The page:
Whenever Matthew thinks he's found something in the Old Testament, he strives to find events in the life of Jesus that could be read as its fulfilment. Hence, on his way to Nazareth, the baby Jesus has to make a detour into Egypt. Why? Because Matthew has found another prophecy: 'And so was fulfilled what the Lord had said through the prophet: Out of Egypt I called my son.' (Matthew 2:15)
The son referred to in Hosea 11:1 is not an individual son but the entire people of Israel. The surrounding verses help to shed light on this: 'When Israel was a child, I loved him, and out of Egypt I called my son. But the more I called Israel, the further they went from me.' (Hosea 11:1-2) It does not take a great deal of understanding to adduce that the 'calling out of Egypt' (which is, incidentally, in the past tense) indicates the historical Exodus of the Israelites along with Moses from Egypt. The fact that it is Israel who is being called, and not Jesus, is further clarified in the passage from the words: 'But the more I called Israel...' The son which Matthew mistook for Jesus was none other than Israel, and this form of reference to Israel fits in with other verses of the Bible such as: 'This is what the Lord says: Israel is my first-born son.' (Exodus 4:22)
Herod, realising that he had been outwitted, and that the baby Jesus was slipping through his hands, promptly ordered the murder of all boys who were two years or younger living in Bethlehem and its immediate vicinity. In this, Matthew manages to find the fulfilment of yet another prophecy: 'Then what was said through the prophet Jeremiah was fulfilled: A voice is heard in Ramah, weeping and great mourning, Rachel weeping for her children and refusing to be comforted, because they are no more.' (Matthew 2:17-18)
Matthew ignores the fact that Jeremiah (31:15-17) is talking about Ramah, a place eight kilometres north of Jerusalem, not at all about Bethlehem and its immediate vicinity, which lies eight kilometres south of the capital. Also, Jeremiah is not talking about the murder of children, because in Jeremiah Rachel's sons are captured, and the prophet promises: 'Your children will return to their own land.'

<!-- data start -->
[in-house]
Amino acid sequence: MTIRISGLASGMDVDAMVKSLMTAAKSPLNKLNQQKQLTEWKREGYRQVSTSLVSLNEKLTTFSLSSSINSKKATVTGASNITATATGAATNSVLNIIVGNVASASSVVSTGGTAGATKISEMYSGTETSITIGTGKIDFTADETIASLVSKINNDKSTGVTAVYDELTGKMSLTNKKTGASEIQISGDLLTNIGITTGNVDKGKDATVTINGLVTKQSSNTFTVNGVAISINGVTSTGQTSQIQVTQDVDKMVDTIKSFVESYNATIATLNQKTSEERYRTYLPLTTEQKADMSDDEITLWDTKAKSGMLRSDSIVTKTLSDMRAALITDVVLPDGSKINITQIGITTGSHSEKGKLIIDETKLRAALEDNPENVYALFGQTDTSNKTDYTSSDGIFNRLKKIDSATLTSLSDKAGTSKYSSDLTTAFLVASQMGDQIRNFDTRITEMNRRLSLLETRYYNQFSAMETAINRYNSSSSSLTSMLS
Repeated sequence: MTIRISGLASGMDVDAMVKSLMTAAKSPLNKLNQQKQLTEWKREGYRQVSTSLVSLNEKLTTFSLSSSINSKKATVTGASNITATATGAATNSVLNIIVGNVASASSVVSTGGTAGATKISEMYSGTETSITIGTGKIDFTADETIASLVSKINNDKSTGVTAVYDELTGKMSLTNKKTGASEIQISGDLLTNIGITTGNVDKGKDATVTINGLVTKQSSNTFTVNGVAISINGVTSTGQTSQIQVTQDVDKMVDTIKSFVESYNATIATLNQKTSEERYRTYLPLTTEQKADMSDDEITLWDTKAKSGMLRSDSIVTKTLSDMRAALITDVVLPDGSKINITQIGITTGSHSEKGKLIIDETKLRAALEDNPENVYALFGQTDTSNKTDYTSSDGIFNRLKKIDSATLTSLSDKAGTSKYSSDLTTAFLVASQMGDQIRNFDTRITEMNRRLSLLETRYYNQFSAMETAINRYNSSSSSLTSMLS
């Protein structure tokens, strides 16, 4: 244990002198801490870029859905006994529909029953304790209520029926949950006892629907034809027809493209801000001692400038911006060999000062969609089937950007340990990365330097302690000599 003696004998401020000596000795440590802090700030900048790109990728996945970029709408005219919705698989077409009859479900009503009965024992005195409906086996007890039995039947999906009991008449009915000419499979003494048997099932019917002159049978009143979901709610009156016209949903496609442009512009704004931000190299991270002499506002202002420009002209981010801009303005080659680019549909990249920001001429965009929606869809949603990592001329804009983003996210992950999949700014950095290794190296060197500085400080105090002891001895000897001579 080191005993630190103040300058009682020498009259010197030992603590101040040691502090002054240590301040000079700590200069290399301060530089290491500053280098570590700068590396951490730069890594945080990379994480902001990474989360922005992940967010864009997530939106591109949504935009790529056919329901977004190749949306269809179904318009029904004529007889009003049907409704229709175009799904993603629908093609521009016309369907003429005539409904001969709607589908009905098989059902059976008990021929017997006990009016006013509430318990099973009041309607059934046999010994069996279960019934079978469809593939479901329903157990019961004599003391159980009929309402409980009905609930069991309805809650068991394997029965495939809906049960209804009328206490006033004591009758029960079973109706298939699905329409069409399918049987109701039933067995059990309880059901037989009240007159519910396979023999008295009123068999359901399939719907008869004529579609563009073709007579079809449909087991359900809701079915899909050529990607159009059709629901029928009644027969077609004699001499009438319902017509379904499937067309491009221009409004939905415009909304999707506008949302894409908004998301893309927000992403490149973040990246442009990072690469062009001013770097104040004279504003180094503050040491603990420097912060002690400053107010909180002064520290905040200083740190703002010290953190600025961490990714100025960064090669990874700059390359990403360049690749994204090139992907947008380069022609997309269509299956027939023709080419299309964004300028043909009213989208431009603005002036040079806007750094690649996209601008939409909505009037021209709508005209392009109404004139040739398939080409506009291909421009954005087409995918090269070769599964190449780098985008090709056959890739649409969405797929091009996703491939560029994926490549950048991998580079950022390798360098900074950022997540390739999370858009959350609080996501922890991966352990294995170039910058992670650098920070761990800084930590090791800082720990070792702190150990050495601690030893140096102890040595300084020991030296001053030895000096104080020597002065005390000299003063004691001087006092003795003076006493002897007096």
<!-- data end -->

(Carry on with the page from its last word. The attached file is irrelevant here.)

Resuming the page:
Following the sojourn in Egypt, Matthew has the family continue on into Nazareth where another prophecy awaits them: 'So was fulfilled what was said through the prophets: He will be called a Nazarene.' (Matthew 2:23)
This prophecy, however, has one cosmetic defect - it doesn't exist. This prophecy is not found in any of the books of the prophets in the Old Testament. No one is quite sure where Matthew got it from. Perhaps it came about from a total misunderstanding of a passage from Isaiah (11:1): 'A shoot will come up from the stump of Jesse' where the word shoot originally read nezer. Matthew may have incorrectly read into nezer the city of Nazareth, and so Mary and Joseph had to move to Nazareth.
We have seen four examples of Old Testament prophecy which Matthew misapplies to the person of Jesus. Early Christian efforts to appease Jewish scepticism about the newly founded religion were no doubt at the heart of Matthew's attempts to find some justification for his view of the events surrounding the birth of Jesus. The simplest way to quash such scepticism was to show how the (Christian) New Testament was nothing more than a fulfilment of the (Jewish) Old Testament. Sadly, as the examples show, Matthew's attempts were way of the mark!